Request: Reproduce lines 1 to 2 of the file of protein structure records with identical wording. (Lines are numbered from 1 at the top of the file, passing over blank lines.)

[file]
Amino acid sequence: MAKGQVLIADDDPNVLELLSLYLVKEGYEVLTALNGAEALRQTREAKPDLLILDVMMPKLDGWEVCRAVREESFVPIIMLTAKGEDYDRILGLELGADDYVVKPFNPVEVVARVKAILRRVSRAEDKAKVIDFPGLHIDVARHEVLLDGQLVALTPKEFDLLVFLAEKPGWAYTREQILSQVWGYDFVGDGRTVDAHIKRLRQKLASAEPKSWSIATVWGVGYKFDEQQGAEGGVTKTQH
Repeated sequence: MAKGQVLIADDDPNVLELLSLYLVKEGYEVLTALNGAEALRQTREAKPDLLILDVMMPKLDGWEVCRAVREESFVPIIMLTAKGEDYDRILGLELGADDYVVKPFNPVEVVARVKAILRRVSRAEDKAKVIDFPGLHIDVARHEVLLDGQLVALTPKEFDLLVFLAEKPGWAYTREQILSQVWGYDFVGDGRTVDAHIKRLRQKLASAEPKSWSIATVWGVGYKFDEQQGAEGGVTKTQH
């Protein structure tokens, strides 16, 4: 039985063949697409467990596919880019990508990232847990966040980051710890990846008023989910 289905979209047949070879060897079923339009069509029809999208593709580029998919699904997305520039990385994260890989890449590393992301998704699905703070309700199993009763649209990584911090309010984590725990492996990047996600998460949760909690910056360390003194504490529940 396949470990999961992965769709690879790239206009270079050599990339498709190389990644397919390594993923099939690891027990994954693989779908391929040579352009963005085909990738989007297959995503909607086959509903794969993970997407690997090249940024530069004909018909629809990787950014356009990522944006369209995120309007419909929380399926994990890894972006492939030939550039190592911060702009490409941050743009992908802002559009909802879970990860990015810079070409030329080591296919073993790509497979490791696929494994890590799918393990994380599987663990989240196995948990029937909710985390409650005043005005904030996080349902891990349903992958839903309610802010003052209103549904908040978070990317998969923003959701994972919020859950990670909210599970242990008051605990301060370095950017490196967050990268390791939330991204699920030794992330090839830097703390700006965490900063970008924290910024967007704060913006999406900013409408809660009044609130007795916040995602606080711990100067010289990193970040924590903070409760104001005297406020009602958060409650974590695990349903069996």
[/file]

Amino acid sequence: MAKGQVLIADDDPNVLELLSLYLVKEGYEVLTALNGAEALRQTREAKPDLLILDVMMPKLDGWEVCRAVREESFVPIIMLTAKGEDYDRILGLELGADDYVVKPFNPVEVVARVKAILRRVSRAEDKAKVIDFPGLHIDVARHEVLLDGQLVALTPKEFDLLVFLAEKPGWAYTREQILSQVWGYDFVGDGRTVDAHIKRLRQKLASAEPKSWSIATVWGVGYKFDEQQGAEGGVTKTQH
Repeated sequence: MAKGQVLIADDDPNVLELLSLYLVKEGYEVLTALNGAEALRQTREAKPDLLILDVMMPKLDGWEVCRAVREESFVPIIMLTAKGEDYDRILGLELGADDYVVKPFNPVEVVARVKAILRRVSRAEDKAKVIDFPGLHIDVARHEVLLDGQLVALTPKEFDLLVFLAEKPGWAYTREQILSQVWGYDFVGDGRTVDAHIKRLRQKLASAEPKSWSIATVWGVGYKFDEQQGAEGGVTKTQH